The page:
CNST-136. Roof Framing. 3 Hours. Students will learn the different types of roofs used in residential and commercial construction. This course is the most demanding of the framing tasks. Unlike floor and wall construction that involve working with straight lines, roofs are sloped requiring the framer to understand and calculate precise angles. The student will learn the names of all the roof parts and how to calculate the angles to achieve a properly constructed roof.
CNST-151. Windows, Doors & Stairs. 3 Hours. This course will introduce the student to methods and procedures used in the selection and installation of residential windows, doors and stairs. Students will learn the proper components of windows and doors along with basic stair layout.
CNST-159. Painting, Finishing, & Interior Design. 4 Hours. This course focuses on the proper applications and techniques to apply paint, stain, and clear finishes that are commonly used in residential and commercial construction.
CNST-180. Interior Construction. 4 Hours. This course will cover the fundamentals of finish interior building construction. This is the final state of the construction process. Students will learn about specialized tools and techniques. This course will cover trimming and installing doors and windows and the appropriate decorative trim and hardware. They will also learn about cold formed steel framing and suspended ceilings.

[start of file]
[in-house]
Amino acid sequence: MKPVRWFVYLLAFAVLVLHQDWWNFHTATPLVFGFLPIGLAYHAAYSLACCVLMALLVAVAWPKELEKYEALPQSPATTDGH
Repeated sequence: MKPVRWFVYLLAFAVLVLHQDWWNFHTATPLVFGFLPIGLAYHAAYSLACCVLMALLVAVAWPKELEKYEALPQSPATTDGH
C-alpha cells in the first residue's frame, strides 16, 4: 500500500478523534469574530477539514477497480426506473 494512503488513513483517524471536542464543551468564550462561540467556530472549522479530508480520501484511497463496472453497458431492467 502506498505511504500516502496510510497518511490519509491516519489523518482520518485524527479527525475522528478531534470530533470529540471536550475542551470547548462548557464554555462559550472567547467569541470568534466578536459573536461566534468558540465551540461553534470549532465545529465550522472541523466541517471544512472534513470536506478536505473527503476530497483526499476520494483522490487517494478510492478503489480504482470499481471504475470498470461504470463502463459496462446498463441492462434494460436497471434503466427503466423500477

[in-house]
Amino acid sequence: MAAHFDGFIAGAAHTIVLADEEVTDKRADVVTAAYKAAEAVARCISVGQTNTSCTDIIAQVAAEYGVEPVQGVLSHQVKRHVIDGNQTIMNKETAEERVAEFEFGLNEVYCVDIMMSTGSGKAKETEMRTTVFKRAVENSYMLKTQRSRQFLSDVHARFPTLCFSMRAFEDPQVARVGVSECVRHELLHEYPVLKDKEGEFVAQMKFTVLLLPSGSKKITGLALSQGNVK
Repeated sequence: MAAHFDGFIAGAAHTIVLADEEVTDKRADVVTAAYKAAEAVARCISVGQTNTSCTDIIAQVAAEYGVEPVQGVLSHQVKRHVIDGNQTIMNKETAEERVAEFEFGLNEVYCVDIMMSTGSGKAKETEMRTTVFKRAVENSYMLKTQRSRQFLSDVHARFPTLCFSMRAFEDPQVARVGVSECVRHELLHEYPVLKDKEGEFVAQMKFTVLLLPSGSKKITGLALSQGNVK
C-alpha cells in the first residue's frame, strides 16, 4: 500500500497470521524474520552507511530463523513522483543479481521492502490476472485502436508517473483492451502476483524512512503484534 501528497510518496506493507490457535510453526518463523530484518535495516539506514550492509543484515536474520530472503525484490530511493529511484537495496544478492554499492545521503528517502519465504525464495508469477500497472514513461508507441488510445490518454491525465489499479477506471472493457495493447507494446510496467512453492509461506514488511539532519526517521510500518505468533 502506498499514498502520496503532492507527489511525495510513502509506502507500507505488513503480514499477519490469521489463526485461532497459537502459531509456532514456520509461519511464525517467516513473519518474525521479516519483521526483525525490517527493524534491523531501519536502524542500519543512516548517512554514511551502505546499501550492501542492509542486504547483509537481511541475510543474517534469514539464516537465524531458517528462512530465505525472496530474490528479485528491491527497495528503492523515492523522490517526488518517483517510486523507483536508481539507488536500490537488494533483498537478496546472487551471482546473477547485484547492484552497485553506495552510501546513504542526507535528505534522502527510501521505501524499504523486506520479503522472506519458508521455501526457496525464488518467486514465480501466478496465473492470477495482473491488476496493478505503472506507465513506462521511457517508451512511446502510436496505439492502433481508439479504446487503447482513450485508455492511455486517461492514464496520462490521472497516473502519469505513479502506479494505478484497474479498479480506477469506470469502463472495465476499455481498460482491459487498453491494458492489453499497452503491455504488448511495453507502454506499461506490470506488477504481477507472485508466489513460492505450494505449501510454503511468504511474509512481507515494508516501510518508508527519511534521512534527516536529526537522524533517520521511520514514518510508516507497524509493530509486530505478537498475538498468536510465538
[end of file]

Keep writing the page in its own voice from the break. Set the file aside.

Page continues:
CNST-190. Survey & Elevations. 3 Hours (90 Contact Hours). Students will learn different survey methods and will enable the students to become familiar with surveying, site layout procedures and materials used in construction. Students will learn how to properly use builder’s lever, transit and laser levels.
CNST-210. Drywall, Insulation, & Ventilation. 4 Hours (105 Contact Hours). Students will learn to estimate and identify what type of drywall to use. Also included is how to install, finish, and texture drywall. Proper selection (R-U values) and installation methods are taught. Skills to help calculate proper sizing for ventilation purposes are also included.
CNST-221. Cabinet Installation and Fabrication. 4 Hours (105 Contact Hours). The students are exposed to basic cabinet and countertop construction, installation and hardware.
CNST-230. Exterior Construction. 5 Hours (140 Contact Hours). This course covers the stage of construction which completes the exterior of the building. The order of installation may be changed but the processes include roofing, housewrap, windows and doors, and siding. These processes typically are occurring at the same time as the trade groups are completing “rough” work in electrical, plumbing, and HVAC.
CONT-150. Construction Applications. Up to 4 Hours (0-196 Contact Hours). Designed to provide practical hands-on applications of the Construction industry, this course provides students with an opportunity to gain knowledge and develop skills in the field. This is a short course focused on current Residential Construction applications.
HVAC-101. HVAC I. 4 Hours. This course covers basic knowledge of the installation and service requirements for residential and commercial heating and cooling systems, both forced-air and hydronic. Students will enter the workforce with the knowledge and skills needed to perform productively in the residential or commercial market.